The factor which appears to govern the differences seen in automatism of the various centers in the heart, is the degree of differentiation of the respective cells. As a general rule, a less differentiated cell has a higher automatism, while a more differentiated cell has a lower automatism.

We have seen that up to a certain point, the properties related to the degree of the differentiation of these cells can be connected with youth characters. The changes seen in heart cellular physiology, and especially those which appear under abnormal conditions, can be conceived as taking place through changes in the degree of the differentiation of the cells. We have seen above, in the study of the influence exerted by lipids, that while the unsaponifiable fraction induces a "prolonged youth" with a degree of the dedifferentiation of the cells, the acid lipid fractions induce a process similar to a more rapid aging, respectively a more advanced differentiation. This effect was seen also to be general for the respective positive and negative lipoids. While for other cells such a change may be uneventful, for the cardiac cell it will be marked by a change in automatism.

From this specific point of view, we have studied the influence exerted by different agents upon the heart, seeking in the changes induced, modification corresponding to an increased or decreased automatism. Clinical observations have shown such correlation. Extrasystoles were seen to appear in subjects who had previous extrasystoles, when lipoids with positive polar groups were administered in high doses. They disappeared when the medication was stopped and reappeared when medication was resumed. In cases with previous auricular fibrillation we have seen it reappear with high doses of positive lipoids, disappear with cessation of the medication and reappear when medication was resumed for even a short time. This was fully controlled by the administration of lipoids with negative polar groups.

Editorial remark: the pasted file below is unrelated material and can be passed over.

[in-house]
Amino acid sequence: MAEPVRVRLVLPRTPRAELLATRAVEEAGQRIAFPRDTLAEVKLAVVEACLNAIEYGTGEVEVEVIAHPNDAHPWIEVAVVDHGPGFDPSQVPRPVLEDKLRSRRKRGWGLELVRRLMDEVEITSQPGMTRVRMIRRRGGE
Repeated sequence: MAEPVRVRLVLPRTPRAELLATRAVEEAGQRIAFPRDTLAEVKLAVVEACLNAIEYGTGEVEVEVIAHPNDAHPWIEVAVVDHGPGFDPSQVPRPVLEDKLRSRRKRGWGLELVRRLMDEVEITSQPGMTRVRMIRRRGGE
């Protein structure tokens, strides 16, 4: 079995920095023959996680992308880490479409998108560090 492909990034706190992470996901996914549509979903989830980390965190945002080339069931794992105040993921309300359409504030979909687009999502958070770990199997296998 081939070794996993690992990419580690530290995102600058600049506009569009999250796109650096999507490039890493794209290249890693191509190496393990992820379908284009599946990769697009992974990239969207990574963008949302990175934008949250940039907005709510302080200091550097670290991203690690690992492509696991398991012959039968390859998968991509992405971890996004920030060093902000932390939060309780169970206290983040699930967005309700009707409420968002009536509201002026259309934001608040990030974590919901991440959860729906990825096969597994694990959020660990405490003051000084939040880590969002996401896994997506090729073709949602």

In hundreds of electrocardiograms taken of experimental animals, such a correlation between the administration of lipoids and induced arrhythmias was investigated in collaboration with I. Eroglu. We studied thus various substances, lipoids with positive or negative characters administered intraperitoneally or intraveneously in rabbits. An extremely high amount of the agent was necessary to influence the cardiac rhythm in normal animals. It was usually near a lethal dose and in general, proportionately many hundred times that used therapeutically in humans. In repeated injections however, changes could be induced with relatively smaller doses. In sufficient doses, the positive lipoids were seen to induce extrasystoles. Figures 292 and 293 show such changes obtained with huge doses of butanol and glycerol administered intravenously. (Page 714)

In animals, the negative lipoids induce a dromotropic negative effect, leading to auricular contractions not passing to the ventricles. Huge doses were seen to induce a bigeminated pulse.

The study of the intervention of lipoids has led to a new therapeutic approach. Extrasystoles, paroxysmal tachycardia and auricular fibrillation were seen to respond well to the administration of lipoacids and lipoids with negative polar groups, while partial blocks were influenced by lipoids with positive polar groups.